NEW YORK – New York Attorney General Letitia James helped score a major victory for asylum seekers Friday night, persuading the U.S. District Court for the District of Maryland to order a preliminary injunction and block two Trump Administration rules that limit access to employment authorizations for asylum seekers. Under the two new rules, individuals seeking asylum in the United States are indefinitely delayed and barred, in some cases, from obtaining authorization to work. Not only did the district court agree with Attorney General James’ arguments in an amicus brief filed last month in the case that these rules are unlawful and should be preliminarily halted, but the court also said that the rules should have never been implemented because the purported acting secretary of the U.S. Department of Homeland Security (DHS), Chad Wolf, never legally ascended to the position — and thus, from the first day Wolf unlawfully assumed the role of purported acting secretary, he has lacked authority to issue orders or take other official actions.
“Not only is this decision welcome news for asylum seekers who were unfairly targeted by the Trump Administration, but the courts have now found that Chad Wolf has no authority at the Department of Homeland Security,” said Attorney General James. “Every decision Mr. Wolf has made — from trying to punish Dreamers to targeting New Yorkers with an unlawful Trusted Traveler suspension, and everything in between — has been perpetrated by a man with no authority and no business sitting in the chair of the acting secretary of Homeland Security. The Trump Administration’s continued efforts to violate the law and impose draconian orders through lapdog appointees should be immediately stopped and all decisions already executed should be immediately vacated.”
Last month, Attorney General James led a coalition of 20 attorneys general and 10 major cities and counties from around the nation in filing an amicus brief in the case Casa de Maryland, Inc, et al. v. Wolf, urging the court to enter a preliminary injunction against the two Trump Administration rules. The first rule would require asylum seekers to wait a year before applying for employment authorization, and bar many from obtaining authorization at all. The second rule would eliminate the longstanding requirement that employment authorization applications be processed within 30 days, thus allowing such applications to sit untouched indefinitely.
In Friday’s order, the court entered the preliminary injunction and agreed with Attorney General James’ argument that the new rules are arbitrary and capricious and thus violate the Administrative Procedure Act. The court found that DHS failed to seriously consider the rules’ detrimental impacts on bona fide asylum applicants. Additionally, the court found — as Attorney General James argued in the brief — that the rules would irreparably harm asylum seekers and that the balance of the equities and the public interest favor an injunction of the rules.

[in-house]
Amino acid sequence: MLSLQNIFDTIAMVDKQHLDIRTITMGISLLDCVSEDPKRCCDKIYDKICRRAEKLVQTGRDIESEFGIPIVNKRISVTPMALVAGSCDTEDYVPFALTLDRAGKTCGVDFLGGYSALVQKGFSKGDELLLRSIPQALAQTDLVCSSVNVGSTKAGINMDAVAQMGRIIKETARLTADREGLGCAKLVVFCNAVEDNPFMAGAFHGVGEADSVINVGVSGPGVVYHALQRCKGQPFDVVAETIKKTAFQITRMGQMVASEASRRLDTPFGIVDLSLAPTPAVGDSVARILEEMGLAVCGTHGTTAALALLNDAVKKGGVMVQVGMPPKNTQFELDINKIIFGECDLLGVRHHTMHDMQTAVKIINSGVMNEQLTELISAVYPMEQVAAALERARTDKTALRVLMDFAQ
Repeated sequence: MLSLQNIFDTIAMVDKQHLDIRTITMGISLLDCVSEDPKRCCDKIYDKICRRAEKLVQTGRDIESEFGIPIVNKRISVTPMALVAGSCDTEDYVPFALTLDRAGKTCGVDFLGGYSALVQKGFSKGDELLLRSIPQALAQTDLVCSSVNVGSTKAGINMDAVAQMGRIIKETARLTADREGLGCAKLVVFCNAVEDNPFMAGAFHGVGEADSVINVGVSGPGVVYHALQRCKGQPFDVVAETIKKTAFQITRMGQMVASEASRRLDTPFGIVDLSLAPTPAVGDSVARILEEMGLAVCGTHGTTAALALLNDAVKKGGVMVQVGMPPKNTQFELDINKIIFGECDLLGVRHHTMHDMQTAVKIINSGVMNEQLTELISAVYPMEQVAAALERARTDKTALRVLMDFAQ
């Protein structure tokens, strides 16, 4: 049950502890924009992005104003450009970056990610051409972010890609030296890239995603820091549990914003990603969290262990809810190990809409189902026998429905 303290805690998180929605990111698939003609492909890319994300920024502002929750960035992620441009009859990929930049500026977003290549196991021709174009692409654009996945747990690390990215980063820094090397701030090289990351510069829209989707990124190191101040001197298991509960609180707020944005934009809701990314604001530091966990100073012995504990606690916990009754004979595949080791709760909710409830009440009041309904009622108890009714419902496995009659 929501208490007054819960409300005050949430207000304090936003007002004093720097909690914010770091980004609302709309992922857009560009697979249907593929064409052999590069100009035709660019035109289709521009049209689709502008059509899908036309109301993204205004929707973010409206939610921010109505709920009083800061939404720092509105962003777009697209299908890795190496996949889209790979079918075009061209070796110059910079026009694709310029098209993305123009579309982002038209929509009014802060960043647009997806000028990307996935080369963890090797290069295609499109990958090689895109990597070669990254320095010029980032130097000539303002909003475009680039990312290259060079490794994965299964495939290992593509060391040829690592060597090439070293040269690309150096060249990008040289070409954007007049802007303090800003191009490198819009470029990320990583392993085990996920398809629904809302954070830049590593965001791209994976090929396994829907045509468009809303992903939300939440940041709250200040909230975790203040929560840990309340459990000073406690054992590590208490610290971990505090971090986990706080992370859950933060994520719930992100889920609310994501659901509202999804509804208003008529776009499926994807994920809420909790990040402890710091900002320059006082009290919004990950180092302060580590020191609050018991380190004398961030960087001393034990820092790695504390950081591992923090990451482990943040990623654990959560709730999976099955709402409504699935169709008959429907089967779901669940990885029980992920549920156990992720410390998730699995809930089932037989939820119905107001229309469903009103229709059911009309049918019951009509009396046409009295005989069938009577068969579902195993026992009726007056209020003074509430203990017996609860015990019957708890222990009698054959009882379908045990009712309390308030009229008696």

Further, the district court agreed with the plaintiffs that Chad Wolf was not properly appointed to the position of acting secretary of Homeland Security and thus did not have authority to promulgate the asylum work authorization rules. Attorney General James has argued, herself, in other cases that Wolf has never lawfully served in the role of acting secretary of Homeland Security because his assumption of that role violated two federal acts related to the succession of power. Wolf assumed the acting secretary position pursuant to a November 2019 revision to DHS’s succession order issued by then-Acting Secretary Kevin McAleenan. But McAleenan had no power to make that revision because he assumed the position unlawfully himself following then-Secretary Kirstjen Nielsen’s April 2019 resignation. DHS’s operative succession order at the time of Secretary Nielsen’s resignation unambiguously provided that the director of the Cybersecurity and Infrastructure Security Agency, not the commissioner of U.S. Customs and Border Protection (the position McAleenan was filling before he succeeded Nielsen), was to succeed the secretary in the event she resigned. Last month, the U.S. Government Accountability Office (GAO) also concluded that Wolf was acting unlawfully in a role at DHS and that his orders were void.
In Friday’s order, the court specifically rebuked the Trump Administration’s decision to “leapfrog” the appropriate officials to ascend to the role of acting secretary “without legal authority.” Additionally, the court admonished the administration for violating the very laws it argued in the matter affecting asylum seekers: “As for the Government’s larger philosophical concerns about strain on the ‘rule of law,’ the agency would do well to look inward. The agency cannot itself violate those principles, then claim irreparable harm because it is held to account for such violations.”
With the court’s finding on Friday and the GAO’s finding last month, it is clear that Wolf did not have the authority to issue the rules and continues to have none today.